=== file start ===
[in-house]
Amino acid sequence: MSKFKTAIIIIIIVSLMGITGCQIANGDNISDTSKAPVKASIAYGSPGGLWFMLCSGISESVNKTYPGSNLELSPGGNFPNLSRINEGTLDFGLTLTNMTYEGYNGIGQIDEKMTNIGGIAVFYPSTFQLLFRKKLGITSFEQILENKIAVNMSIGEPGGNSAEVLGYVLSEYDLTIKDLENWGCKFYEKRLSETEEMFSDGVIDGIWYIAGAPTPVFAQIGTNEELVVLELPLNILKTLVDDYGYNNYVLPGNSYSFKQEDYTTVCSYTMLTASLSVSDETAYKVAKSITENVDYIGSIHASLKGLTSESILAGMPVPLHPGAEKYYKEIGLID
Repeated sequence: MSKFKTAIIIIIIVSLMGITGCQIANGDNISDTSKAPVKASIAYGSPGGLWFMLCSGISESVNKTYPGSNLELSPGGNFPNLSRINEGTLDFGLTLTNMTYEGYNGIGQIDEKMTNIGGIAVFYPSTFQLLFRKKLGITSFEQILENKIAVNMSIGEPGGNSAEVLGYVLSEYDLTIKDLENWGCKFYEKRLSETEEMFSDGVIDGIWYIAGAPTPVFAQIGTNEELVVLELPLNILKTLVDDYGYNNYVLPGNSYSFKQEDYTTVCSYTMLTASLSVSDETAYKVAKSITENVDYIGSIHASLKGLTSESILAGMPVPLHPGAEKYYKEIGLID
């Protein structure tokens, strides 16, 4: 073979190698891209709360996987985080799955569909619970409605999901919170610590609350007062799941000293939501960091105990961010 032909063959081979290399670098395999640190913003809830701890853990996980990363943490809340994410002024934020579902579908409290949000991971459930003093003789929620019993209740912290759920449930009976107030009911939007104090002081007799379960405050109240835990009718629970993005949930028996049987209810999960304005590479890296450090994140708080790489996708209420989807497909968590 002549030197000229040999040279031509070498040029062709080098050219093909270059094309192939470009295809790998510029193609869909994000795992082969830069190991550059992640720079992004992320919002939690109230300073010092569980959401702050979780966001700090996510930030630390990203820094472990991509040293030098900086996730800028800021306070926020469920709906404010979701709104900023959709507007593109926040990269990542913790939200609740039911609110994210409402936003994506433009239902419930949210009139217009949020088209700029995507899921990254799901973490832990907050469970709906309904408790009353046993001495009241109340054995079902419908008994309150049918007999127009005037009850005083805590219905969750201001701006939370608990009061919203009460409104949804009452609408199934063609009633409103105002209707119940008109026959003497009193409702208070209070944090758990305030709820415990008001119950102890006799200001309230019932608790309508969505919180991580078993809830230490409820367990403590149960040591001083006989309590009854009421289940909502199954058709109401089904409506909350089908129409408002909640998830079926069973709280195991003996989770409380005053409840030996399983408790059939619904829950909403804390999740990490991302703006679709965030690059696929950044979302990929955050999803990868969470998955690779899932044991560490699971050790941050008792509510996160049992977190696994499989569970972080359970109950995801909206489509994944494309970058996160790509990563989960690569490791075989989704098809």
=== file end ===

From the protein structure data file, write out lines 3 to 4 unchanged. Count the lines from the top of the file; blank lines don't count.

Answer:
Repeated sequence: MSKFKTAIIIIIIVSLMGITGCQIANGDNISDTSKAPVKASIAYGSPGGLWFMLCSGISESVNKTYPGSNLELSPGGNFPNLSRINEGTLDFGLTLTNMTYEGYNGIGQIDEKMTNIGGIAVFYPSTFQLLFRKKLGITSFEQILENKIAVNMSIGEPGGNSAEVLGYVLSEYDLTIKDLENWGCKFYEKRLSETEEMFSDGVIDGIWYIAGAPTPVFAQIGTNEELVVLELPLNILKTLVDDYGYNNYVLPGNSYSFKQEDYTTVCSYTMLTASLSVSDETAYKVAKSITENVDYIGSIHASLKGLTSESILAGMPVPLHPGAEKYYKEIGLID
């Protein structure tokens, strides 16, 4: 073979190698891209709360996987985080799955569909619970409605999901919170610590609350007062799941000293939501960091105990961010 032909063959081979290399670098395999640190913003809830701890853990996980990363943490809340994410002024934020579902579908409290949000991971459930003093003789929620019993209740912290759920449930009976107030009911939007104090002081007799379960405050109240835990009718629970993005949930028996049987209810999960304005590479890296450090994140708080790489996708209420989807497909968590 002549030197000229040999040279031509070498040029062709080098050219093909270059094309192939470009295809790998510029193609869909994000795992082969830069190991550059992640720079992004992320919002939690109230300073010092569980959401702050979780966001700090996510930030630390990203820094472990991509040293030098900086996730800028800021306070926020469920709906404010979701709104900023959709507007593109926040990269990542913790939200609740039911609110994210409402936003994506433009239902419930949210009139217009949020088209700029995507899921990254799901973490832990907050469970709906309904408790009353046993001495009241109340054995079902419908008994309150049918007999127009005037009850005083805590219905969750201001701006939370608990009061919203009460409104949804009452609408199934063609009633409103105002209707119940008109026959003497009193409702208070209070944090758990305030709820415990008001119950102890006799200001309230019932608790309508969505919180991580078993809830230490409820367990403590149960040591001083006989309590009854009421289940909502199954058709109401089904409506909350089908129409408002909640998830079926069973709280195991003996989770409380005053409840030996399983408790059939619904829950909403804390999740990490991302703006679709965030690059696929950044979302990929955050999803990868969470998955690779899932044991560490699971050790941050008792509510996160049992977190696994499989569970972080359970109950995801909206489509994944494309970058996160790509990563989960690569490791075989989704098809």